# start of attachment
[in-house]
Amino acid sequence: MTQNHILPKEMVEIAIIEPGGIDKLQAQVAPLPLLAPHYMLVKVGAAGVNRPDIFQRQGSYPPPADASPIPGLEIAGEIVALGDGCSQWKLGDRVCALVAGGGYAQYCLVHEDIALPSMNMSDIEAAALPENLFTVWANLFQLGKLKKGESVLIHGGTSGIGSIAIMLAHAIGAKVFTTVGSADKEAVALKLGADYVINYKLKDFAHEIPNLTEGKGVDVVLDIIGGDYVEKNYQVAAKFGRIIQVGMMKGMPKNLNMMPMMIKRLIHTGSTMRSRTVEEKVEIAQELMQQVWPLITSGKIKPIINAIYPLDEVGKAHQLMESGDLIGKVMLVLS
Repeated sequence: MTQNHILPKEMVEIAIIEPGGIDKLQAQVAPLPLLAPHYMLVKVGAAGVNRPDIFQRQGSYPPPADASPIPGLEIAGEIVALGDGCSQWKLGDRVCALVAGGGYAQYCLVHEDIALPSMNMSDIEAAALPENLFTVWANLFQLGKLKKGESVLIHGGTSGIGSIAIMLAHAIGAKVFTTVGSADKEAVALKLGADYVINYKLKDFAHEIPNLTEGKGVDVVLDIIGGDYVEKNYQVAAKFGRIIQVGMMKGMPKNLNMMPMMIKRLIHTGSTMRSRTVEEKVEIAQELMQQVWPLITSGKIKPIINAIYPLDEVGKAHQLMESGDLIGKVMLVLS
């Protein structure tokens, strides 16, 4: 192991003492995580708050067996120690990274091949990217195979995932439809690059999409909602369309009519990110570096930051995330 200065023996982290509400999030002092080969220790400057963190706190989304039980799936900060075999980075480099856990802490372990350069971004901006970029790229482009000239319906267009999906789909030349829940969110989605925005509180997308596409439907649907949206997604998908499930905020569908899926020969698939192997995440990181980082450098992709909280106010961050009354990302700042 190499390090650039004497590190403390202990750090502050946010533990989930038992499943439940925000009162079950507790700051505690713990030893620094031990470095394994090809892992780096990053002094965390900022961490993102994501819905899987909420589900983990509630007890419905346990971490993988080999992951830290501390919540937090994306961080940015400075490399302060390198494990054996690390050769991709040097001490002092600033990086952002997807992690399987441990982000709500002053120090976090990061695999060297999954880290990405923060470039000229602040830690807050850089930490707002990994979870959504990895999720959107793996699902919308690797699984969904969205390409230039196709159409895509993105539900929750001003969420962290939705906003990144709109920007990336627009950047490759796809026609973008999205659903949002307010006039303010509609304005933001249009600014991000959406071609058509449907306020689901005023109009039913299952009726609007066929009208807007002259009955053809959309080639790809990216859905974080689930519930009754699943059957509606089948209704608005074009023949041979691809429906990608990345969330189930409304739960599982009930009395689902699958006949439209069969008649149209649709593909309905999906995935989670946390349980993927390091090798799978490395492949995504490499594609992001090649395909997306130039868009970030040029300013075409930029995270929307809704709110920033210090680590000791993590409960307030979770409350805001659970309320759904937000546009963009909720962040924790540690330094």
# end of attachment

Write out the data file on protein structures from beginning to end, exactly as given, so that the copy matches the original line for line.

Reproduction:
[in-house]
Amino acid sequence: MTQNHILPKEMVEIAIIEPGGIDKLQAQVAPLPLLAPHYMLVKVGAAGVNRPDIFQRQGSYPPPADASPIPGLEIAGEIVALGDGCSQWKLGDRVCALVAGGGYAQYCLVHEDIALPSMNMSDIEAAALPENLFTVWANLFQLGKLKKGESVLIHGGTSGIGSIAIMLAHAIGAKVFTTVGSADKEAVALKLGADYVINYKLKDFAHEIPNLTEGKGVDVVLDIIGGDYVEKNYQVAAKFGRIIQVGMMKGMPKNLNMMPMMIKRLIHTGSTMRSRTVEEKVEIAQELMQQVWPLITSGKIKPIINAIYPLDEVGKAHQLMESGDLIGKVMLVLS
Repeated sequence: MTQNHILPKEMVEIAIIEPGGIDKLQAQVAPLPLLAPHYMLVKVGAAGVNRPDIFQRQGSYPPPADASPIPGLEIAGEIVALGDGCSQWKLGDRVCALVAGGGYAQYCLVHEDIALPSMNMSDIEAAALPENLFTVWANLFQLGKLKKGESVLIHGGTSGIGSIAIMLAHAIGAKVFTTVGSADKEAVALKLGADYVINYKLKDFAHEIPNLTEGKGVDVVLDIIGGDYVEKNYQVAAKFGRIIQVGMMKGMPKNLNMMPMMIKRLIHTGSTMRSRTVEEKVEIAQELMQQVWPLITSGKIKPIINAIYPLDEVGKAHQLMESGDLIGKVMLVLS
């Protein structure tokens, strides 16, 4: 192991003492995580708050067996120690990274091949990217195979995932439809690059999409909602369309009519990110570096930051995330 200065023996982290509400999030002092080969220790400057963190706190989304039980799936900060075999980075480099856990802490372990350069971004901006970029790229482009000239319906267009999906789909030349829940969110989605925005509180997308596409439907649907949206997604998908499930905020569908899926020969698939192997995440990181980082450098992709909280106010961050009354990302700042 190499390090650039004497590190403390202990750090502050946010533990989930038992499943439940925000009162079950507790700051505690713990030893620094031990470095394994090809892992780096990053002094965390900022961490993102994501819905899987909420589900983990509630007890419905346990971490993988080999992951830290501390919540937090994306961080940015400075490399302060390198494990054996690390050769991709040097001490002092600033990086952002997807992690399987441990982000709500002053120090976090990061695999060297999954880290990405923060470039000229602040830690807050850089930490707002990994979870959504990895999720959107793996699902919308690797699984969904969205390409230039196709159409895509993105539900929750001003969420962290939705906003990144709109920007990336627009950047490759796809026609973008999205659903949002307010006039303010509609304005933001249009600014991000959406071609058509449907306020689901005023109009039913299952009726609007066929009208807007002259009955053809959309080639790809990216859905974080689930519930009754699943059957509606089948209704608005074009023949041979691809429906990608990345969330189930409304739960599982009930009395689902699958006949439209069969008649149209649709593909309905999906995935989670946390349980993927390091090798799978490395492949995504490499594609992001090649395909997306130039868009970030040029300013075409930029995270929307809704709110920033210090680590000791993590409960307030979770409350805001659970309320759904937000546009963009909720962040924790540690330094």